Short Fiction (1,046 words)
It was sometime in late January when our three-year-old began volunteering to say grace at dinner. Heretofore he had been a semi-interested observer in this family ritual—a
ritual my wife had instigated because she’d read an article saying that the single most important indicator of whether a child would turn out well was not divorce rate, not grade average or income bracket, but rather whether or not the family regularly
ate dinner together. Ever since reading that article, she’s been clinging to it like a talisman. And I understand it, in a way. It’s something to hang on to. It makes the idea of human development a tangible art, manageable, something
we have some sort of say in.
She’s a smart woman, though she gets a little crazed sometimes—like her habit of announcing things at dinner that are not negotiable. She always calls it “the
new regime,” as in “Ok, there’s going to be a new regime around here.” The kids have become accustomed to it, though it still makes me a little uneasy. Often, I notice, these regimes seem to be aimed at me—like no
shoes in the house, or everyone must now pitch in around here. Like how to properly make a bed. Or the latest: no food in the living room, which seems irrational to me. Like no more cats, ever, after Niblet started peeing on the Oriental rug she’d
gotten from her grandmother.
She’s frantic that we should be happy, having read some other article about the failure rate of second marriages being worse than first ones. She comes into my den and says without any sort
of introduction, “Listen to this,” reads the statistics, and walks out. It’s unnerving. Even though we’re doing well—I mean, I think things are great. But then she comes into the room with these dire announcements
and I wonder if there’s more she’s not saying. Or worse, that this will be a harbinger of another regime, one involving ballroom dancing , or couples’ counseling, or a vegan diet.
And so when our
three-year-old started saying grace, it was a little amusing at first, but now it’s just weird, like another one of those out-of-the blue announcements. We now have this little evangelist at the table, and he goes on and on with grace until his older
sister hisses, “Wrap it up, Bucko.”
This morning, after a long prayer involving Jesus and breakfast and how the gift of oatmeal came from the earth, his sister (technically his half sister, though we never
use that term), announced to my wife that the oatmeal tasted really weird, that it was not at all like the oatmeal at her mother’s house. I heard my wife sigh, muster up her best parenting voice and say, “Really? I remember when
I was your age that I liked things to be the same all the time, too. What makes it different here?” But Caitlyn could not be specific, just said that it was different in a bad way. It didn’t matter that my wife,
having foreseen this problem, had actually taken my daughter to Stop & Shop where she had personally chosen the brand of oatmeal she wanted, the one she always ate, every single day—the kind in the envelope where you just add water. There was
nothing more my wife could do, really, and this would pass when my daughter reached a more tolerant or reasonable stage, but that was probably years away. It didn’t really strike me as a big deal. It was just apple cinnamon oatmeal.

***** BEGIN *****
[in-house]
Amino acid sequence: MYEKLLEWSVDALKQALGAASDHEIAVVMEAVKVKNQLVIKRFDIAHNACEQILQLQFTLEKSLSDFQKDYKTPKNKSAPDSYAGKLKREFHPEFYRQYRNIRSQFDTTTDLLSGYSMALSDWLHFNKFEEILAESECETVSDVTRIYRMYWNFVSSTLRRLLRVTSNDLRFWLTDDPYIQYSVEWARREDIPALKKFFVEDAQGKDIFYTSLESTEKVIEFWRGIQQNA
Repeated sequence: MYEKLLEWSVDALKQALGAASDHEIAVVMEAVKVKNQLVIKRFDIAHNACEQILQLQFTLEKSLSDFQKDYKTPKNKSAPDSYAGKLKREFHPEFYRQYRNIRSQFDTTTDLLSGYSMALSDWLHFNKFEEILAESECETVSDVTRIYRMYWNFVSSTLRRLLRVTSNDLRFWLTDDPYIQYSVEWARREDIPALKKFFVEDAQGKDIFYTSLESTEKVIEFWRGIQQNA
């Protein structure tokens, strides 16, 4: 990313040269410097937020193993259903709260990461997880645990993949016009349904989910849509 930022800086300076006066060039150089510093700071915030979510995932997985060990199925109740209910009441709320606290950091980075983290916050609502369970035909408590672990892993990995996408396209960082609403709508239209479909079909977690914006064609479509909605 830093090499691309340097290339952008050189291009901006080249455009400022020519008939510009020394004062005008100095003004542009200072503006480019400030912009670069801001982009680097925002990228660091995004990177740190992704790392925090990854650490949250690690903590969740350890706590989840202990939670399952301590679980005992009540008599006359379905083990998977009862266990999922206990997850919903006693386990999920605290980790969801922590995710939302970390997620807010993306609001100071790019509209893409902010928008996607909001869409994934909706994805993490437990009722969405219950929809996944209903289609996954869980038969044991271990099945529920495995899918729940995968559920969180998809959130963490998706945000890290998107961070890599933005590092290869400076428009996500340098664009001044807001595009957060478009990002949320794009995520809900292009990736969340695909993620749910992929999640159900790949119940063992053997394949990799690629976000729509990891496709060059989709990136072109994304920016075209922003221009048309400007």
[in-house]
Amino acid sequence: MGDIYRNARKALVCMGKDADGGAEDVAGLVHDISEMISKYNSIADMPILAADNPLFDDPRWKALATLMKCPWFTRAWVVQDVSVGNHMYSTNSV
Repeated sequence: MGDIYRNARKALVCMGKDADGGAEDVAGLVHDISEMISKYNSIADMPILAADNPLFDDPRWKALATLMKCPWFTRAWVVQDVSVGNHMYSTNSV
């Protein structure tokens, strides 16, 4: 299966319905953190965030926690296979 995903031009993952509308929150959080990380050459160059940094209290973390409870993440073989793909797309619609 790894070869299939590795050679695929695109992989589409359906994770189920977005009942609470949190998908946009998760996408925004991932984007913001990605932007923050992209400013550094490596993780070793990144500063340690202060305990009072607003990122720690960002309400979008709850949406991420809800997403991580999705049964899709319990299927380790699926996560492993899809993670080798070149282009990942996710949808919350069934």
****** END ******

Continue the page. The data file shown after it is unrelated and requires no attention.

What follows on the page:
But I sort of held my breath listening to the exchange. Usually it’s fine, usually such things just pass, but once in a while my wife bursts into tears and leaves the room, upsetting everyone, and I can honestly never tell when that’s
gonna happen. I can’t see a pattern in what sets it off.
But back to grace. My wife had explained to our son Bekkon that grace was a way of saying thanks, and a nice thing to do as a ritual. A ritual,
she had explained, is a good habit (unless you’re the author Shirley Jackson, I had muttered, and then my daughter wanted me to explain who Shirley Jackson was, and so I had explained how some rituals should really be questioned, especially
dangerous ones, like stoning or Apartheid … but that, of course—I hastened to add before glancing over at my wife who was directing that look toward me—but that kind of ritual, of course, was not the same thing
as grace, which is a good thing, I added lamely).
This evening at dinner, the same day as the oatmeal incident, my daughter announced that she thought grace was stupid, that she did not believe
in God, and that she was personally going to substitute the phrase “sacred cow” for God whenever it was her turn to say grace, which was every fourth day. And then our usually inordinately sweet-natured son picked up his fork—actually
held it up in the air in a slightly menacing way, and shouted at her, “HEATHEN!” Caitlin was unflappable. She simply replied “Moron,” and continued pushing food around on her plate. My wife looked over at me, like
I was supposed to do something, so I said, perhaps unwisely, “Well, heathen’s just as bad as moron,” to which my wife said tersely, “What are you, four?” Meanwhile the dog had gotten up from his usually
fruitful spot under Bekkon’s chair, and left the dining room, sensing that the certain mounting tension was not worth a potentially dropped noodle or two. Caitlyn took this as a signal to leave the table too, though she did remember
to take her plate with her as she left, stopping to scrape her plate of uneaten into the trash can.
And so it’s at this point I find myself now. I was about to gamely suggest that my wife
sit down and relax, maybe watch TV while I did the dishes by myself this evening, but out of the corner of my eye, just as Caitlyn was making her announcement and my wife was looking at me, I could see Niblet peeing on the rug, right
in front of the television.